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Edges of MDF prior to paint, filler, edge banding or lots of sanding?

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Designer1

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So, been testing a new way of making shaker doors today, basically running a router with a 6MM straight flute cutting bit 60MM away from the edge of the door using a fence to cut out the centre, rebating the back with a cutter at a depth of 9MM for a panel and pushing it in with a small amount of glue. Going to be doing a few with different styles pretty much to go on the website so customers can see the styles we do (window shopping often turns to real shopping lol).

In the past I've used filler but got a bit fed up of putting filler on every edge trying not to miss any so there's no chips or anything and I sometimes question its durability over time (made a blanket box last year from 18MM MDF and put some 9MM panels on the outside, just something for home didn`t have to be too fancy, the top where the lid rests has some chips from things in the box and presumably the lid itself).

Then for future projects moved onto a quick coat of filler primer on edges and sanding between coats of Leyland acrylic primer before top coat (120, 240, 320), this has been working well and had minimal problems to date.

Never used edge banding will probably try that next. Heard good things about poplar strips glued and pinned onto edges too, probably try this at some point as well, can get a bit finnicky if putting an ogee on or something, will have to make sure poplar is thick enough to take the profile.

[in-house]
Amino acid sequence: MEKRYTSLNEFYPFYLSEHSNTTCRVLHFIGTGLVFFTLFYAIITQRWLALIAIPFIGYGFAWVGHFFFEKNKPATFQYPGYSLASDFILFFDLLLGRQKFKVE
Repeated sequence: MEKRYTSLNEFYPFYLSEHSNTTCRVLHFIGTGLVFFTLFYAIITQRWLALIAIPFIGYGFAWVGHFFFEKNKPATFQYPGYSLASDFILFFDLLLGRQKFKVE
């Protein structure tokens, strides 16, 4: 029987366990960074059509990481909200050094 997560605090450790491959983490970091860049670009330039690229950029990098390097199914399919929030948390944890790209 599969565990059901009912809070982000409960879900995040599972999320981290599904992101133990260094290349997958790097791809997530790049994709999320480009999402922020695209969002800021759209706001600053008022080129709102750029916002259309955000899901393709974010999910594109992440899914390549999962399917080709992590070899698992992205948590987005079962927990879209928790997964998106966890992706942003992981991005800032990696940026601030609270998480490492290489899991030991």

What do other people like to use? Or if there's any other method feel free to input.

Designer1
 

baldkev

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As above, the mdf query.
Theres also different grades of moisture resistant. The caberwood standard mr is wooly when cut. The caberwood mr pro is a lot denser, like medite mr, but i would say the medite is smoother on the face to begin with.

One thing that might not help is using acrylic. The first coat will help bind the fibres to be sanded back smooth, but then you need to use oilbased. I prefer oil based for the first coat too if i want it to be a good finished edge. The water contenkt in acrylic can raise fibers the same as with wood ( less so with m.r )
 

petermillard

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As above, use decent quality MR MDF (Medite, Finsa) and you don’t need to do anything special with the edges. And as Bob says, unless you’re doing this on a CNC that seems a very convoluted way to go about making a door.
 

Droogs

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This topic has been brought up a few times. My method of treating the edge of all types of MDF especially profiles is to create the profiled edge but to deliberately make it fractionally 1/2 a mm too deep. Then I splodge on a layer of Isopon/Bondo car body filler that has an extra squirt of hardener in the mix. Once this is set (24 hours) properly I then run the edges again to get the right dimensions and profile. This gives me a fantastic surface to the edge, which is ready for painting with crisp clean features. Here is an example of the finish you can get (these are the drawer fronts for my router table in L/R metallic forest green)



IMAG0368 1.jpg
 
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